Sagid Salah was born in Seoul, Korea. His parents migrated to Seoul after fleeing the Soviet Union during the Russian Revolution.
Their family resided there until the outbreak of the Korean War, when they were captured by North Korean forces and held in various prison camps together with American and other foreign prisoners, both civilian and military, for almost four years.Sagid's story describes the harsh conditions their prisoner group was subjected to during their forty-three months of captivity, which many in their group did not survive.
They witnessed shootings and torture and were subjected to starvation diets and cruel treatment by the North Korean guards, most notably one major who became known as "The Tiger", and sent the group on a 120 mile Death March for nine days through snow and freezing temperatures, with some prisoners weak and sick, and some having only summer clothes and no shoes.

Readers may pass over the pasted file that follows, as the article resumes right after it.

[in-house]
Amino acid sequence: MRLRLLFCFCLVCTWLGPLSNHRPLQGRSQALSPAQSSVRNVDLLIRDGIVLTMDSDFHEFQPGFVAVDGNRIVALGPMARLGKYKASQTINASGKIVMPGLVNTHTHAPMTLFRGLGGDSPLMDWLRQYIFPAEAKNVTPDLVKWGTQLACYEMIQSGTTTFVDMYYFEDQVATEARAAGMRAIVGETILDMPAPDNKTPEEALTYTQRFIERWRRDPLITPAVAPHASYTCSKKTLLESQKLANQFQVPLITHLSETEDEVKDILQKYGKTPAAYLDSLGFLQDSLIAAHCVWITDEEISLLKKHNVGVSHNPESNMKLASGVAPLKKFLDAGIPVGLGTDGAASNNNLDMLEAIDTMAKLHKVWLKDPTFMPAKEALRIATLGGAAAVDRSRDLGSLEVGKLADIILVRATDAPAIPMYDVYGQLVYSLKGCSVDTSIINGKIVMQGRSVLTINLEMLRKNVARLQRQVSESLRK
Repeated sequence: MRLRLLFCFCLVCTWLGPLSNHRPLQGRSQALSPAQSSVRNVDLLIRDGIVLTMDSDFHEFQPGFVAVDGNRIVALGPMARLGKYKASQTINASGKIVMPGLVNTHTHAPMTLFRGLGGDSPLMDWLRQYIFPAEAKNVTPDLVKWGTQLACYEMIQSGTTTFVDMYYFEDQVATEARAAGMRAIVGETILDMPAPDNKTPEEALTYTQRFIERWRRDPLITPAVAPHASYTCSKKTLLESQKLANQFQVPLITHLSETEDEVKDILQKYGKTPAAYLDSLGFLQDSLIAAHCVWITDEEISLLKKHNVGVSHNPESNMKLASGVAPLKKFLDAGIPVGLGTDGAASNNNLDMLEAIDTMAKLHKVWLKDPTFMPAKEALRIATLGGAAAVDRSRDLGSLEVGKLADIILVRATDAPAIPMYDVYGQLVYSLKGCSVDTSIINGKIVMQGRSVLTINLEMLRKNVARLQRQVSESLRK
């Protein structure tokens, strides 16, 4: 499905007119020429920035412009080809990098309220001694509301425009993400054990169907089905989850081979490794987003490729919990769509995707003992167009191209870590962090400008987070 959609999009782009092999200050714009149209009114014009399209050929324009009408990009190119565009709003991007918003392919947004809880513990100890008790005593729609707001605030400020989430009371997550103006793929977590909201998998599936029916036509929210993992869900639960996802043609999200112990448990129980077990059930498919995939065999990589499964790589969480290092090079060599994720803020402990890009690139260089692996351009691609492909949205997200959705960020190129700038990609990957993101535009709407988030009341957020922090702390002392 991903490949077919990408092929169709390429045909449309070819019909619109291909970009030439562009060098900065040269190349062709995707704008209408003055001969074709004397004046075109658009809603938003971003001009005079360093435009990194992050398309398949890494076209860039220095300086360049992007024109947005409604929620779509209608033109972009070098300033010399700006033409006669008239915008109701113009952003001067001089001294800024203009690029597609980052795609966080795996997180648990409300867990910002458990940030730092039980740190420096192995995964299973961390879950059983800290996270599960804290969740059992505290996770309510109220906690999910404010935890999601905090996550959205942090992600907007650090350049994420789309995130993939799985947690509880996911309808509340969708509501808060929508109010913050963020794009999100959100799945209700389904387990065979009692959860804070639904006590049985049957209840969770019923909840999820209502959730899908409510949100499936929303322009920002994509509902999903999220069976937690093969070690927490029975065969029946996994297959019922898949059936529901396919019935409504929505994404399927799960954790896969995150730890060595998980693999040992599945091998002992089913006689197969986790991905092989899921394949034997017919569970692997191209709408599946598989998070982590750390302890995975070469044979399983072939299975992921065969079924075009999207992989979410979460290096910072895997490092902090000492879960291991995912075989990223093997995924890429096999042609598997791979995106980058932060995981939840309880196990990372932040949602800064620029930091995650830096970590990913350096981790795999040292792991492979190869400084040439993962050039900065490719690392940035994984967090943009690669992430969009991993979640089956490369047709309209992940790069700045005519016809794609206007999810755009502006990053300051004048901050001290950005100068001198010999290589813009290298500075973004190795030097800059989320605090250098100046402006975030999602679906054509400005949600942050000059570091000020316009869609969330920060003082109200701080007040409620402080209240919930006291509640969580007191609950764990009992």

At the same time, they made some lifelong friends. Sagid and his five younger siblings were taught languages, writing, electronics and various subject matters and trades by the other internees.
Those who made it out, the "Tiger Survivors" continued to gather and have reunions for many years after their return.
At the end of the war, the surviving prisoners were returned to their home countries.
Nineteen prisoners remained, who were refugees from the Russian Revolution, and therefore stateless with no home countries to request their return and what appeared to be no hope of getting out of North Korea.
At that time, Sagid made a secret deal to get them all back to South Korea.
He kept his secret for 65 years, and in his mid-80s decided to write this book and reveal his story.